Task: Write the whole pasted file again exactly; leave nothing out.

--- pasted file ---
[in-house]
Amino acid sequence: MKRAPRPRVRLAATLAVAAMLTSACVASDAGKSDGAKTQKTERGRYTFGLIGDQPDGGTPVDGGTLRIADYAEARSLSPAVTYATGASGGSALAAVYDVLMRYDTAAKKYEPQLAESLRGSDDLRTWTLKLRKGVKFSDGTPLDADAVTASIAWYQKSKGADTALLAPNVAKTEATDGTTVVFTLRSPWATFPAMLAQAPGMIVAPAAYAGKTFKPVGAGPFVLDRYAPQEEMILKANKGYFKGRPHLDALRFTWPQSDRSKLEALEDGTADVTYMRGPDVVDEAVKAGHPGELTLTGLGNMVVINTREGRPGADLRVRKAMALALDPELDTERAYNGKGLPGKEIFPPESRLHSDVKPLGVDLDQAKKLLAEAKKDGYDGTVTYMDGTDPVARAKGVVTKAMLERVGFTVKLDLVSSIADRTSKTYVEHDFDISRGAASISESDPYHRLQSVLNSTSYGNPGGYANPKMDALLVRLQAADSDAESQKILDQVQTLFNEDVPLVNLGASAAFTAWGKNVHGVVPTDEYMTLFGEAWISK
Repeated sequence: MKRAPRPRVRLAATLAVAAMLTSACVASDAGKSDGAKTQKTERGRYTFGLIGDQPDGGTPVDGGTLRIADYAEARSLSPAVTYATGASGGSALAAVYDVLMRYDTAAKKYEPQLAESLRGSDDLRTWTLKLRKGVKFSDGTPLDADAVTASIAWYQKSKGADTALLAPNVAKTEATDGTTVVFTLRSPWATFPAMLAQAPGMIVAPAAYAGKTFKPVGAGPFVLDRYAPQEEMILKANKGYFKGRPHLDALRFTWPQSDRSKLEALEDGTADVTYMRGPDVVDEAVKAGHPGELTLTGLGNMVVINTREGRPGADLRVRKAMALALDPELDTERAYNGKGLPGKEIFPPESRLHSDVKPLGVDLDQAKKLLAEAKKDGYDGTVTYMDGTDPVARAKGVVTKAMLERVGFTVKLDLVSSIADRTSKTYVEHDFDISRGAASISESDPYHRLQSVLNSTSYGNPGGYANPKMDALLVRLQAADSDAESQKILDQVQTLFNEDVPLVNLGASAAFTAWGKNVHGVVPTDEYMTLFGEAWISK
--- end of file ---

[in-house]
Amino acid sequence: MKRAPRPRVRLAATLAVAAMLTSACVASDAGKSDGAKTQKTERGRYTFGLIGDQPDGGTPVDGGTLRIADYAEARSLSPAVTYATGASGGSALAAVYDVLMRYDTAAKKYEPQLAESLRGSDDLRTWTLKLRKGVKFSDGTPLDADAVTASIAWYQKSKGADTALLAPNVAKTEATDGTTVVFTLRSPWATFPAMLAQAPGMIVAPAAYAGKTFKPVGAGPFVLDRYAPQEEMILKANKGYFKGRPHLDALRFTWPQSDRSKLEALEDGTADVTYMRGPDVVDEAVKAGHPGELTLTGLGNMVVINTREGRPGADLRVRKAMALALDPELDTERAYNGKGLPGKEIFPPESRLHSDVKPLGVDLDQAKKLLAEAKKDGYDGTVTYMDGTDPVARAKGVVTKAMLERVGFTVKLDLVSSIADRTSKTYVEHDFDISRGAASISESDPYHRLQSVLNSTSYGNPGGYANPKMDALLVRLQAADSDAESQKILDQVQTLFNEDVPLVNLGASAAFTAWGKNVHGVVPTDEYMTLFGEAWISK
Repeated sequence: MKRAPRPRVRLAATLAVAAMLTSACVASDAGKSDGAKTQKTERGRYTFGLIGDQPDGGTPVDGGTLRIADYAEARSLSPAVTYATGASGGSALAAVYDVLMRYDTAAKKYEPQLAESLRGSDDLRTWTLKLRKGVKFSDGTPLDADAVTASIAWYQKSKGADTALLAPNVAKTEATDGTTVVFTLRSPWATFPAMLAQAPGMIVAPAAYAGKTFKPVGAGPFVLDRYAPQEEMILKANKGYFKGRPHLDALRFTWPQSDRSKLEALEDGTADVTYMRGPDVVDEAVKAGHPGELTLTGLGNMVVINTREGRPGADLRVRKAMALALDPELDTERAYNGKGLPGKEIFPPESRLHSDVKPLGVDLDQAKKLLAEAKKDGYDGTVTYMDGTDPVARAKGVVTKAMLERVGFTVKLDLVSSIADRTSKTYVEHDFDISRGAASISESDPYHRLQSVLNSTSYGNPGGYANPKMDALLVRLQAADSDAESQKILDQVQTLFNEDVPLVNLGASAAFTAWGKNVHGVVPTDEYMTLFGEAWISK